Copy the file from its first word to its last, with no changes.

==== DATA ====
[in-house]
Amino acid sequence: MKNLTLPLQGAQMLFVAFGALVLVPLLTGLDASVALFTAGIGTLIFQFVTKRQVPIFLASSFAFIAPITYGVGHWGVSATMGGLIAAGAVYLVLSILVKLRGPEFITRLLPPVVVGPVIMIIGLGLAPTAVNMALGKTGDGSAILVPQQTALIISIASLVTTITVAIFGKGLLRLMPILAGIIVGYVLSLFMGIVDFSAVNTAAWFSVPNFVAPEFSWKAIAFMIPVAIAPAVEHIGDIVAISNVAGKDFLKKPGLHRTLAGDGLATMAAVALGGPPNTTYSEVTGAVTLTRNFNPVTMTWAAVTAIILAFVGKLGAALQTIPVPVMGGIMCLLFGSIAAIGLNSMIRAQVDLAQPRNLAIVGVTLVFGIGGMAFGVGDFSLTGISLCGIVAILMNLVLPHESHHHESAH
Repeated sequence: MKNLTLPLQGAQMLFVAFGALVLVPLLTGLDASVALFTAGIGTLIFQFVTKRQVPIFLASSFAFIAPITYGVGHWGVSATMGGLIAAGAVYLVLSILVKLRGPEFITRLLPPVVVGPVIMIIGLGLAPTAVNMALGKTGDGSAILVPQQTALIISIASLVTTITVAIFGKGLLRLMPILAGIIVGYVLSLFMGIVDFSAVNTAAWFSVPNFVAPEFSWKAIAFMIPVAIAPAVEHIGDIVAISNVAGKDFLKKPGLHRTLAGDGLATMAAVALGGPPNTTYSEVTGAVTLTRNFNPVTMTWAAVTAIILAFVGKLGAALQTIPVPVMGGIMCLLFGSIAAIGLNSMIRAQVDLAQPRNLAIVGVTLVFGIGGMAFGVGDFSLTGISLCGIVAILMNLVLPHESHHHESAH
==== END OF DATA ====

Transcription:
[in-house]
Amino acid sequence: MKNLTLPLQGAQMLFVAFGALVLVPLLTGLDASVALFTAGIGTLIFQFVTKRQVPIFLASSFAFIAPITYGVGHWGVSATMGGLIAAGAVYLVLSILVKLRGPEFITRLLPPVVVGPVIMIIGLGLAPTAVNMALGKTGDGSAILVPQQTALIISIASLVTTITVAIFGKGLLRLMPILAGIIVGYVLSLFMGIVDFSAVNTAAWFSVPNFVAPEFSWKAIAFMIPVAIAPAVEHIGDIVAISNVAGKDFLKKPGLHRTLAGDGLATMAAVALGGPPNTTYSEVTGAVTLTRNFNPVTMTWAAVTAIILAFVGKLGAALQTIPVPVMGGIMCLLFGSIAAIGLNSMIRAQVDLAQPRNLAIVGVTLVFGIGGMAFGVGDFSLTGISLCGIVAILMNLVLPHESHHHESAH
Repeated sequence: MKNLTLPLQGAQMLFVAFGALVLVPLLTGLDASVALFTAGIGTLIFQFVTKRQVPIFLASSFAFIAPITYGVGHWGVSATMGGLIAAGAVYLVLSILVKLRGPEFITRLLPPVVVGPVIMIIGLGLAPTAVNMALGKTGDGSAILVPQQTALIISIASLVTTITVAIFGKGLLRLMPILAGIIVGYVLSLFMGIVDFSAVNTAAWFSVPNFVAPEFSWKAIAFMIPVAIAPAVEHIGDIVAISNVAGKDFLKKPGLHRTLAGDGLATMAAVALGGPPNTTYSEVTGAVTLTRNFNPVTMTWAAVTAIILAFVGKLGAALQTIPVPVMGGIMCLLFGSIAAIGLNSMIRAQVDLAQPRNLAIVGVTLVFGIGGMAFGVGDFSLTGISLCGIVAILMNLVLPHESHHHESAH